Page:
|Pirouz Kavehpour, a professor at UCLA, poses with |
a penguin. He and his colleagues studied the
feathers of penguins to learn their anti-icing tricks.
Credit: Pirouz Kavehpour/UCLA
Now researchers have examined penguin feathers in extreme detail and think they know the penguins' anti-icing trick: a combination of nanostructures and a special oil make Antarctic penguin feathers superhydropobic (ultra-water-repelling). Droplets of water on the feathers bead up so much that it's difficult for heat to flow out of the droplet, and the water will roll off before it has time to freeze.
The researchers presented their findings at the annual meeting of the American Physical Society's Division of Fluid Dynamics, held this month in Boston.
Pirouz Kavehpour, a professor in UCLA's Department of Mechanical and Aerospace Engineering, first got interested in penguin feathers while watching a nature documentary on the famous black and white birds.
"I noticed the penguins were coming out of very cold water, and sitting in very cold temperatures, and it was curious that no ice formed on their feathers," he said.
Kavehpour got in touch with Judy St. Leger, a world expert on penguins, who confirmed that indeed no one had ever observed ice on the feather coat of healthy penguins. To find out what the penguins' anti-icing secret was, the two scientists and their colleagues studied penguin feathers, donated by San Diego SeaWorld, using Scanning Electron Microscopy.
They discovered that the feathers had tiny pores that trap air and make the surface hydrophobic. In addition, the penguins apply an oil, which is produced by a gland near the base of their tail, to their feathers. The combination of the nano-sized pits and the preen oil makes the feathers superhydrophobic.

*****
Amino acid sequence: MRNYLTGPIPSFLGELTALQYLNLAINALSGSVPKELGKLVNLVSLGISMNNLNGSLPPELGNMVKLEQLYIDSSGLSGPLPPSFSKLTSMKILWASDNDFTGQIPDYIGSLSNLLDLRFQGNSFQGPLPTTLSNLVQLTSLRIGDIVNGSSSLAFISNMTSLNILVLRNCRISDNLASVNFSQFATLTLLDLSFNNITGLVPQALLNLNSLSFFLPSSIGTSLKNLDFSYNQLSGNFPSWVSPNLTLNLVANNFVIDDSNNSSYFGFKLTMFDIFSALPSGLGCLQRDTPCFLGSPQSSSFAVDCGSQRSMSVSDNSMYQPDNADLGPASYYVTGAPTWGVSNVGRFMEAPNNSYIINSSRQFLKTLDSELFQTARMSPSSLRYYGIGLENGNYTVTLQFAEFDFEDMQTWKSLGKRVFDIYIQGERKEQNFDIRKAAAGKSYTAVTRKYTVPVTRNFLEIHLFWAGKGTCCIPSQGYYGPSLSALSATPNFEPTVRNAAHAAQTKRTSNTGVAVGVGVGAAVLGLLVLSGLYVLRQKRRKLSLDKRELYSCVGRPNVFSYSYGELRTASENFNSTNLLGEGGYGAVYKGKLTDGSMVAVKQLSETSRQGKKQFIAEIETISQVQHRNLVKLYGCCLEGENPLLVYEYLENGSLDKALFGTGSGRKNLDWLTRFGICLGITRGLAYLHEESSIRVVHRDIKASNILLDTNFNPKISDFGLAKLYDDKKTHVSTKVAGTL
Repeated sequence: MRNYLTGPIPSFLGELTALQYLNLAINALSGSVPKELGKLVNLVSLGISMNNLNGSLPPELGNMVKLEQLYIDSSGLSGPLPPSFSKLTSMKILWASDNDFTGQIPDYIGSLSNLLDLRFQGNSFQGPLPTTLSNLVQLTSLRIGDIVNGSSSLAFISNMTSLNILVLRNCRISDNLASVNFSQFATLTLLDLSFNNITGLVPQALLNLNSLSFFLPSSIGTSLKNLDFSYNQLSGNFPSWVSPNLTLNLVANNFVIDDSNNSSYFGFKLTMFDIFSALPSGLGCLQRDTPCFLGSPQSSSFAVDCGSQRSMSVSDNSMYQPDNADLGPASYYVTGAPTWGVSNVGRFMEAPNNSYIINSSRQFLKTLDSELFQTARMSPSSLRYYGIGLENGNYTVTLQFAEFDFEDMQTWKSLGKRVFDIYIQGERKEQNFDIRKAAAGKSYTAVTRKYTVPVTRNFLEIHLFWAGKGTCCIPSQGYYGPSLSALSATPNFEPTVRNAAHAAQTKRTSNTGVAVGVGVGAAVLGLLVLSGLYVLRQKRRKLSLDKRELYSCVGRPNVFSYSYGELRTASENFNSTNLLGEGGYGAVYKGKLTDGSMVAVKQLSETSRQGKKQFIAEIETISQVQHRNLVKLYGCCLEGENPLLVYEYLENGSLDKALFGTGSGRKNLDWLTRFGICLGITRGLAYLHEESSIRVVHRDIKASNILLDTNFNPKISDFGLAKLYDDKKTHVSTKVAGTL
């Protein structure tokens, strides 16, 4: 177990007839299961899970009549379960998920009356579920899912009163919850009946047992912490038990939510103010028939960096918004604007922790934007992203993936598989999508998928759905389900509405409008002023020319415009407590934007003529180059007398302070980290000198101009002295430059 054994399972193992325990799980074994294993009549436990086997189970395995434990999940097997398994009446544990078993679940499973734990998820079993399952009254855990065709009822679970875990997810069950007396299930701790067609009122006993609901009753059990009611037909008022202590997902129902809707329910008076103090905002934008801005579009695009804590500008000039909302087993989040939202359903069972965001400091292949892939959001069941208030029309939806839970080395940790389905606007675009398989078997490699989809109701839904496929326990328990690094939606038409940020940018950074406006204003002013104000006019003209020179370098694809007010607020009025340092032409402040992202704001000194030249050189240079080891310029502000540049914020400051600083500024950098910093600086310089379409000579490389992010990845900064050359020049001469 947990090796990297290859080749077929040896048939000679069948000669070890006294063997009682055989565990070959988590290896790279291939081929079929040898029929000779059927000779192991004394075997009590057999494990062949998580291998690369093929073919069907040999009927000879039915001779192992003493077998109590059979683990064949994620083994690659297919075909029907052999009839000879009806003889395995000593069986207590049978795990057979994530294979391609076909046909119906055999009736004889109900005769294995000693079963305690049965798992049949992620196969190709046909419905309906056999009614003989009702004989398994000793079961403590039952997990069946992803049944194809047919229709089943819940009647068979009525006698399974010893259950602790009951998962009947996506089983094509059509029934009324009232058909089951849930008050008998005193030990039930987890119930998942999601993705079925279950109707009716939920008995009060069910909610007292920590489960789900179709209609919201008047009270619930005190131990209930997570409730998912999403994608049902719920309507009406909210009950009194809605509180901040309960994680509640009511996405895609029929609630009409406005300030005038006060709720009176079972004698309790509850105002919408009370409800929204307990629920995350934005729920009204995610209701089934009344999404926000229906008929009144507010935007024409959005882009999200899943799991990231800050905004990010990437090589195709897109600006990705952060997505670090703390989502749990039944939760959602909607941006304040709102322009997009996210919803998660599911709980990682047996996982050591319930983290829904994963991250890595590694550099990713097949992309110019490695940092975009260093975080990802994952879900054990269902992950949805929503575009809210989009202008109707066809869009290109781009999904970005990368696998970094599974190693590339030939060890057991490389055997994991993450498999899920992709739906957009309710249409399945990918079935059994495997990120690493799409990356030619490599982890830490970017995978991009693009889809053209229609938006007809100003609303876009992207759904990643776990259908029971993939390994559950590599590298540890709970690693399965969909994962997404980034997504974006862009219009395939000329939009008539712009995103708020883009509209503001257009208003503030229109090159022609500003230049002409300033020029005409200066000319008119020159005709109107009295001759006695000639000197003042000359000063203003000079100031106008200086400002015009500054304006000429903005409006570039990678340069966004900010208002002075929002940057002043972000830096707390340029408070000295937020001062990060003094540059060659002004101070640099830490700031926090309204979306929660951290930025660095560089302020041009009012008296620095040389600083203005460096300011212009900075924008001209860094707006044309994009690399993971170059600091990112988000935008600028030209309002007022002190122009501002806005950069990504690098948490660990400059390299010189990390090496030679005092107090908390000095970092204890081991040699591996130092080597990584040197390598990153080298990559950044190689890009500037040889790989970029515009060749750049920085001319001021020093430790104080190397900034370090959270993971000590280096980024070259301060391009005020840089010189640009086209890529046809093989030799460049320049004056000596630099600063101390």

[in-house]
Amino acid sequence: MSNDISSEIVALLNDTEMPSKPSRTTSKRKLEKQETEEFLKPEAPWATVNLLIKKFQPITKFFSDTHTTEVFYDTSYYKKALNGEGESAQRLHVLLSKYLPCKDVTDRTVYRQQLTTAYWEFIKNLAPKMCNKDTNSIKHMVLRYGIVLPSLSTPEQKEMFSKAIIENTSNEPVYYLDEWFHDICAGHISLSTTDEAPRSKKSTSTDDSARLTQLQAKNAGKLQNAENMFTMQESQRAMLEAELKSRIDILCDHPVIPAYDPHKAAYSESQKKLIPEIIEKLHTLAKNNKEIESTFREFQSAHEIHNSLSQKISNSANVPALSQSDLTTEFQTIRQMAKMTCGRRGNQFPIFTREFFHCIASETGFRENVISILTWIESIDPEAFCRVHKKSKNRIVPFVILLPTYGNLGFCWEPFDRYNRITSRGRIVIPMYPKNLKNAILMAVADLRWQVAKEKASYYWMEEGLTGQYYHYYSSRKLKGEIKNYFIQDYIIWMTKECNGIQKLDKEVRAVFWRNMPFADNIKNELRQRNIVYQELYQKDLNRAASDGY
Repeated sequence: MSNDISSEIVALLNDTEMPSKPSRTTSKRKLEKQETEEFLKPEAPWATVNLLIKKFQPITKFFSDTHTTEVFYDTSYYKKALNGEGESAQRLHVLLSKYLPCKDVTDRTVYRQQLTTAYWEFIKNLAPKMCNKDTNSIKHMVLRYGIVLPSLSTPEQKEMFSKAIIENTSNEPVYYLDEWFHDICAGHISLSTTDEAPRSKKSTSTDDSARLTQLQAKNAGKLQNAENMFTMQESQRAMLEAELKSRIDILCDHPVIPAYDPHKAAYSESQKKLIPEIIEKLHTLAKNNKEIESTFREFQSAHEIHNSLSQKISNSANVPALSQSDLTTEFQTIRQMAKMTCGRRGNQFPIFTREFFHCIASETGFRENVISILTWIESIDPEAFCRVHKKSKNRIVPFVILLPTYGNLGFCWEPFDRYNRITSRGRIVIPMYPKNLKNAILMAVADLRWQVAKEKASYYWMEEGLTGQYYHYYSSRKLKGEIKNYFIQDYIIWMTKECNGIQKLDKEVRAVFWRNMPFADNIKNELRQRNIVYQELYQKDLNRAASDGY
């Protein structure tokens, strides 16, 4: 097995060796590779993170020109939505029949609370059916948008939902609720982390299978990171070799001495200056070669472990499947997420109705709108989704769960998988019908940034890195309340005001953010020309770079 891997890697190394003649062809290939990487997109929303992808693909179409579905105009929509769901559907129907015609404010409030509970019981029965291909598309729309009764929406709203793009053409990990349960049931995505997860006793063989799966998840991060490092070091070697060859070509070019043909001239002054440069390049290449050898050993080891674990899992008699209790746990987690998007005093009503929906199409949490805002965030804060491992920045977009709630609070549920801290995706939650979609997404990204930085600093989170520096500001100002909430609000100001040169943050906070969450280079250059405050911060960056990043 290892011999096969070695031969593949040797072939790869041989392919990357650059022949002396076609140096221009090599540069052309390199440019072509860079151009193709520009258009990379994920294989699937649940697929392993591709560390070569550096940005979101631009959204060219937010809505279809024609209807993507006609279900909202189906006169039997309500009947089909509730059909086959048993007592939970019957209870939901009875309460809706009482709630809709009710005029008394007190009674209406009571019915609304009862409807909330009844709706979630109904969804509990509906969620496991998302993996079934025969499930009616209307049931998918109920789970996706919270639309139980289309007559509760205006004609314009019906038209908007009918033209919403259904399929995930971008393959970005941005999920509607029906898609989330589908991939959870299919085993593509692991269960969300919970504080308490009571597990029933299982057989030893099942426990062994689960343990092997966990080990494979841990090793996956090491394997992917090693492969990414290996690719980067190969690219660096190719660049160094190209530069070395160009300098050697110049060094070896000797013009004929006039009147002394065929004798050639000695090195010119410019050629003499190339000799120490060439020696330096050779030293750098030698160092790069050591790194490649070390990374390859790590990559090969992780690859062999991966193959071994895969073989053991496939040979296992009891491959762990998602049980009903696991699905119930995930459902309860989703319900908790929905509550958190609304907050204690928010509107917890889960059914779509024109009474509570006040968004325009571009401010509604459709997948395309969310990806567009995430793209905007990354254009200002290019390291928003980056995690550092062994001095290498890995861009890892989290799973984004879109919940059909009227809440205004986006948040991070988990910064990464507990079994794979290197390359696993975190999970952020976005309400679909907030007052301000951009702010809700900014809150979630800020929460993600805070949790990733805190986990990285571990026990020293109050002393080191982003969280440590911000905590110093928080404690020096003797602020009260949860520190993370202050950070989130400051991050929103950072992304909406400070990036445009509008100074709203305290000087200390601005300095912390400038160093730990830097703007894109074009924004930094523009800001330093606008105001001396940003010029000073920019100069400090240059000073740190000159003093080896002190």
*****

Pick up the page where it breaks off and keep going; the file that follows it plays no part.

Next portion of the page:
On superhydrophobic surfaces, water droplets bead up and sit on the surface almost like spheres. Kavehpour and his colleagues propose that it's the sphere-like geometry that delays ice formation, since heat has a hard time flowing out of the water droplet if the droplet does not make much contact with the surface.
"Heat flow could be compared to traffic. If you have a freeway that turns into a tiny, two-lane road, the traffic will back up. Similarly, heat does not flow well from the large cross-section of the middle of the drop to the small cross-section where the drop makes contact with the feather," Kavehpour said.
The scientists looked most extensively at the feathers of the gentoo penguin, which lives in Antarctica and the southernmost parts of South America. They also compared the gentoo feathers to feathers from the Magellanic penguin, which lives in warmer climates farther north in Chile, Argentina and even Brazil. They found that the warmer weather penguins lacked the small pores on their feathers, and that the birds also produced a different type of preen oil that was not as hydrophobic.
Penguin's anti-icing solutions could help humans solve some of our own problems with ice. For example, ice on an airplane's wings, flaps and rudder can alter the aerodynamic properties of the plane and even cause it to crash. Airlines spend lots of time and money applying chemical de-icers to planes that fly in winter weather. Superhydrophobic surfaces inspired by penguins might be cheaper, longer-lasting and more environmentally friendly.
"It's a little ironic that a bird that doesn't fly could one day help airplane fly more safely," Kavehpour said.
Presentation #E36.00006: "Ice Formation Delay on Penguin Feathers" is authored by Elaheh Alizadehbirjandi, Faryar Tavakoli-Dastjerdi, Judy St. Leger, Stephen H. Davis, Jonathan P. Rothstein and H. Pirouz Kavehpour.
The anti-icing tricks of penguins, 22 November 2015, American Physical Society